Paolo Rizzatto was born in Milan in 1941. He graduated finishing his studies in Architecture at the Polytechnic in 1965 and started working for Arteluce.
He opens his studio in 1968 and initially deals mainly with architecture and design. His architectural works include the nursery in Segrate (1972), the single-family holiday home in Formentera (1972), the residential district in Feltre in the province of Belluno (1973), the suburban villa in Bazzano near Bologna (1976 ), the Montesiro semi-detached houses in Milan (1985) and the home for the elderly in Galliate, Novara (1986).
“ NOORTJE VAN EEKELEN + DUTCH DESIGNER ”
Between lighting and product design ten years after opening his studio in 1978, Paolo Rizzatto founded Luceplan
together with Riccardo Sarfatti. Success comes with the 265 series of lamps with which Rizzatto draws attention to his work for the first time. The Berenice filigree table lamps in glass, aluminum and plastic and the Titania suspension lamps will follow, reminiscent of a floating submarine (both created in collaboration with Alberto Meda and produced by Luceplan). Rizzato also has to his credit famous creations such as Costanza and Grande Costanza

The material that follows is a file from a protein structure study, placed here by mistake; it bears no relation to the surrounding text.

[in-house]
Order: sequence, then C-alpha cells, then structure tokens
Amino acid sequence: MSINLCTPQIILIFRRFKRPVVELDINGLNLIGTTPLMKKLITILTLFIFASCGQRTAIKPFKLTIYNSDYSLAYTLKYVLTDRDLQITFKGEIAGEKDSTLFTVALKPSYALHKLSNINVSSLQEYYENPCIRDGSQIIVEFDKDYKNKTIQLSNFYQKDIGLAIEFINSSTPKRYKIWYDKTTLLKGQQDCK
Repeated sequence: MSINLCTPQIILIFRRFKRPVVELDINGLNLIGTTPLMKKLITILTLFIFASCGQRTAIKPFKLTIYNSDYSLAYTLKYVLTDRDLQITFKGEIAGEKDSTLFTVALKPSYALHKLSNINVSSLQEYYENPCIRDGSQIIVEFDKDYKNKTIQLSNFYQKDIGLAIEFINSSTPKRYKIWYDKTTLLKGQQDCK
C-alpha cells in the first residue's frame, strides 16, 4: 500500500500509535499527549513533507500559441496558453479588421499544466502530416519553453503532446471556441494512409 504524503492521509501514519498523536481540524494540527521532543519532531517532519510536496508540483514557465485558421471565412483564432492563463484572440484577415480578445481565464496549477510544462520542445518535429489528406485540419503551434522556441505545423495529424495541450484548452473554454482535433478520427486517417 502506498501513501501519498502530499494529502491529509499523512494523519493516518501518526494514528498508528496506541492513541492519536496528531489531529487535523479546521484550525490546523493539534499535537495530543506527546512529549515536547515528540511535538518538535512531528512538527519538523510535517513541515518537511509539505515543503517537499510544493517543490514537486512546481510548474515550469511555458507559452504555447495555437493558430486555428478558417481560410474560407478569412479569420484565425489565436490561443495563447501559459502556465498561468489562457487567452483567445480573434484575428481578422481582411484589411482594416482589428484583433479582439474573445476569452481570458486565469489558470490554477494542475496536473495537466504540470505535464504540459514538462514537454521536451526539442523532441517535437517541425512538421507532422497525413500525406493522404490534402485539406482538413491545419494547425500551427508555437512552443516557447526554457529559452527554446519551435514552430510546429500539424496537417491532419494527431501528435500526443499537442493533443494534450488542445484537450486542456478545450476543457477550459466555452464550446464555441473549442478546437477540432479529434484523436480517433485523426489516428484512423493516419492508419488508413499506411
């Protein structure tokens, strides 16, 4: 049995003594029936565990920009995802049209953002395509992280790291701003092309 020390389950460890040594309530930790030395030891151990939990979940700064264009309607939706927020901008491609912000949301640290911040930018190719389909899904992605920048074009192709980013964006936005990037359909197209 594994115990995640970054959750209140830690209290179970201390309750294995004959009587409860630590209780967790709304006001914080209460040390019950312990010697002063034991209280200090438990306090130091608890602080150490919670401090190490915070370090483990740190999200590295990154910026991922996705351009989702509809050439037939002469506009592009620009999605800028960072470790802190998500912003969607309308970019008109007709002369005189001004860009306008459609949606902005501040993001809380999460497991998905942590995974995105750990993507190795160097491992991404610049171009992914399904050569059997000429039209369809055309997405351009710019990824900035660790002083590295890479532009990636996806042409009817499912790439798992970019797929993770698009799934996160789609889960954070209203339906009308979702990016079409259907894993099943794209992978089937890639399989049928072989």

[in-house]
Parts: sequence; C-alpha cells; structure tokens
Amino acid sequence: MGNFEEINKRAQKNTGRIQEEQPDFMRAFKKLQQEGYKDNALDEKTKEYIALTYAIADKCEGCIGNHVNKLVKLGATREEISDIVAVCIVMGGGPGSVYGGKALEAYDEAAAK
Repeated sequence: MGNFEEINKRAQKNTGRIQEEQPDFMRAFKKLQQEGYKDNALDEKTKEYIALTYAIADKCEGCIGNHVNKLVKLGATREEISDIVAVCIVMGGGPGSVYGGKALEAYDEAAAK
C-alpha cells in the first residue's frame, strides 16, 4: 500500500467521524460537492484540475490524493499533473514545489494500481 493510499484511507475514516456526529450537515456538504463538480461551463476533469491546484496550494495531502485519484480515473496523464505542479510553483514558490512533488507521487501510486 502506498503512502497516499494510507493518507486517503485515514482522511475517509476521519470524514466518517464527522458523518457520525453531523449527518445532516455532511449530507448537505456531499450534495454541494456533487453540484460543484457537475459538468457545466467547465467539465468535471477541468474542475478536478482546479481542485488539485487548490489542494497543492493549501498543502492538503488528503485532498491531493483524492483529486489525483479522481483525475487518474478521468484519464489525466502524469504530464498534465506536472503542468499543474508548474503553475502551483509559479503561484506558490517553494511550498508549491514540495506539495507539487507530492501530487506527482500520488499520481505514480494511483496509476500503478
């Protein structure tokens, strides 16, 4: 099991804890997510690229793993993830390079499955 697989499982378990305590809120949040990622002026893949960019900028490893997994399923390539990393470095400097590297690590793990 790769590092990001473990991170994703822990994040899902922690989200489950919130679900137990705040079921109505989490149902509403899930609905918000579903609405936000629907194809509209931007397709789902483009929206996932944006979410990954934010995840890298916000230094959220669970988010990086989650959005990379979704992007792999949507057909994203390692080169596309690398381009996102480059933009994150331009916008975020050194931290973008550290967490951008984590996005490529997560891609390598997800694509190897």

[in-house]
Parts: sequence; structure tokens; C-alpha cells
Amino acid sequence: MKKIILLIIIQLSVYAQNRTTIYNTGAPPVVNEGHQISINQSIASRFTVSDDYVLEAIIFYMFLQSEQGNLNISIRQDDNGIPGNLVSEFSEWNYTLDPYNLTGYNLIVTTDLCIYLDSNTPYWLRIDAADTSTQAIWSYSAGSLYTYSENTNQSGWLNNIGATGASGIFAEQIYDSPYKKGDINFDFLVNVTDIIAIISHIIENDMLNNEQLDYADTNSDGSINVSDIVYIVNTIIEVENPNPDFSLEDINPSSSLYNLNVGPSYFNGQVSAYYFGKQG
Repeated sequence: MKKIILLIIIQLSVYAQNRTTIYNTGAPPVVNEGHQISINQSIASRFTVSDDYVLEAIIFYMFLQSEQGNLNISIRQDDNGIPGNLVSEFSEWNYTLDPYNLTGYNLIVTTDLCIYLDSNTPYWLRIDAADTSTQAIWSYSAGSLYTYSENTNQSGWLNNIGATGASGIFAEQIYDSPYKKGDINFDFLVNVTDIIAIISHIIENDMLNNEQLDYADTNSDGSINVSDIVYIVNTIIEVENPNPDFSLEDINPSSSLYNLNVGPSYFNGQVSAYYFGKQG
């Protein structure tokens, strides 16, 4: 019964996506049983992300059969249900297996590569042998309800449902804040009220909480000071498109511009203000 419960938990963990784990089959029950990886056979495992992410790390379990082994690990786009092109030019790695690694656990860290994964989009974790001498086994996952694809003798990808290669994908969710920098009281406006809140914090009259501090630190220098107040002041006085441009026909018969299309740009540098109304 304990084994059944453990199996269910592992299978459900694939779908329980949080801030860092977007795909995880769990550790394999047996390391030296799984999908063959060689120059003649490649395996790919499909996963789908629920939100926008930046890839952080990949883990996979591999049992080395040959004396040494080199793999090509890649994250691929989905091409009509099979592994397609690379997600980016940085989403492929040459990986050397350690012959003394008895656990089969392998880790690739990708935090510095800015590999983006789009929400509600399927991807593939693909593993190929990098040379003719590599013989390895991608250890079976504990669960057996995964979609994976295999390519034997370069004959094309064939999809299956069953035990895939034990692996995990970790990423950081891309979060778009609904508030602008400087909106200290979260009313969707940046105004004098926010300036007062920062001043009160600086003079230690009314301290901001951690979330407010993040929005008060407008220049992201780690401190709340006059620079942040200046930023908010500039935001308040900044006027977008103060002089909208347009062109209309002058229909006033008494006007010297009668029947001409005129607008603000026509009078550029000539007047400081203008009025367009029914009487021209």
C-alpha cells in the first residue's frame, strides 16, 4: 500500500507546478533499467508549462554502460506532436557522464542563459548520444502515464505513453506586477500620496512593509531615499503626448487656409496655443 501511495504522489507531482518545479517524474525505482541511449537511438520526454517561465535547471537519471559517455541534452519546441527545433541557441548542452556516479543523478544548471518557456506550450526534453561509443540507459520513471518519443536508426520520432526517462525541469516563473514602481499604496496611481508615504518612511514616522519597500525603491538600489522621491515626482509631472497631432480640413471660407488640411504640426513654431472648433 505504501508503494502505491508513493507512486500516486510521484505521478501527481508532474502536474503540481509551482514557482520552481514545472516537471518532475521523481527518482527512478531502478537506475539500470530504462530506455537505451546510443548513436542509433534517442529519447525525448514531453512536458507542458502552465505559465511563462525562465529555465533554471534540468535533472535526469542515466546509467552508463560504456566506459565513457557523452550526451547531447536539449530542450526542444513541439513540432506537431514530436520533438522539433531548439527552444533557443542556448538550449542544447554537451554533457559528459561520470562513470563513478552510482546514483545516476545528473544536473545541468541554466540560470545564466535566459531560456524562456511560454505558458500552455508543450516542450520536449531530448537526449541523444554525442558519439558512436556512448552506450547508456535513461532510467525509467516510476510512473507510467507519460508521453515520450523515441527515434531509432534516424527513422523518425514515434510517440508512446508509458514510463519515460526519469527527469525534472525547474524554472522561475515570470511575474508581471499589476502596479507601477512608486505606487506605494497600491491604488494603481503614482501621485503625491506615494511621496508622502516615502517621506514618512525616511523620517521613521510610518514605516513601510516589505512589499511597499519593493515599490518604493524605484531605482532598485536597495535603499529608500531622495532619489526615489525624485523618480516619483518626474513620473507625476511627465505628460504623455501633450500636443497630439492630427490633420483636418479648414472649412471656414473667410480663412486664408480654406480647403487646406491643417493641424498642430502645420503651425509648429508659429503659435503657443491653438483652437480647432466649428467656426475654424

and Glassglass. In the field of furniture, the designer knows the success with the Dakota chair and the Donald System bookcase. It has started production collaborations with various companies such as Arteluce, Alias, Cassina, Joint, Knoll, Nemo Cassina, FIAM
and Molteni. Over the years it has obtained many of the most important national and international awards for design. To name just a few: 3 Compasso d'Oro (in 1981, 1989 and 1994); the Lamp d’Argent Sil in Paris in 1990; Design Plus Ambiente in Frankfurt in 1992; Product Award Lighting Fair in New York in 1992; Red Dot Award at the 1994 Design Innovation in Essen; ECDP in Amsterdam in 1994. His creations are part of the permanent collection of museums such as the Environmental Studies Center of the Wave Hill Museum and the MoMa in New York, the Victoria and Albert Museum in London and the Museum of Science and Technology in Milan. He also has a constant teaching activity which he has lent at various universities: from that of Pescara, to Columbia University in New York, to the Polytechnic of Milan and to Washington University of St. Louis. Today Paolo Rizzato, architect, lives and works in Milan. In his studio in via Savona he deals with architecture, interior design, design, and lightdesign.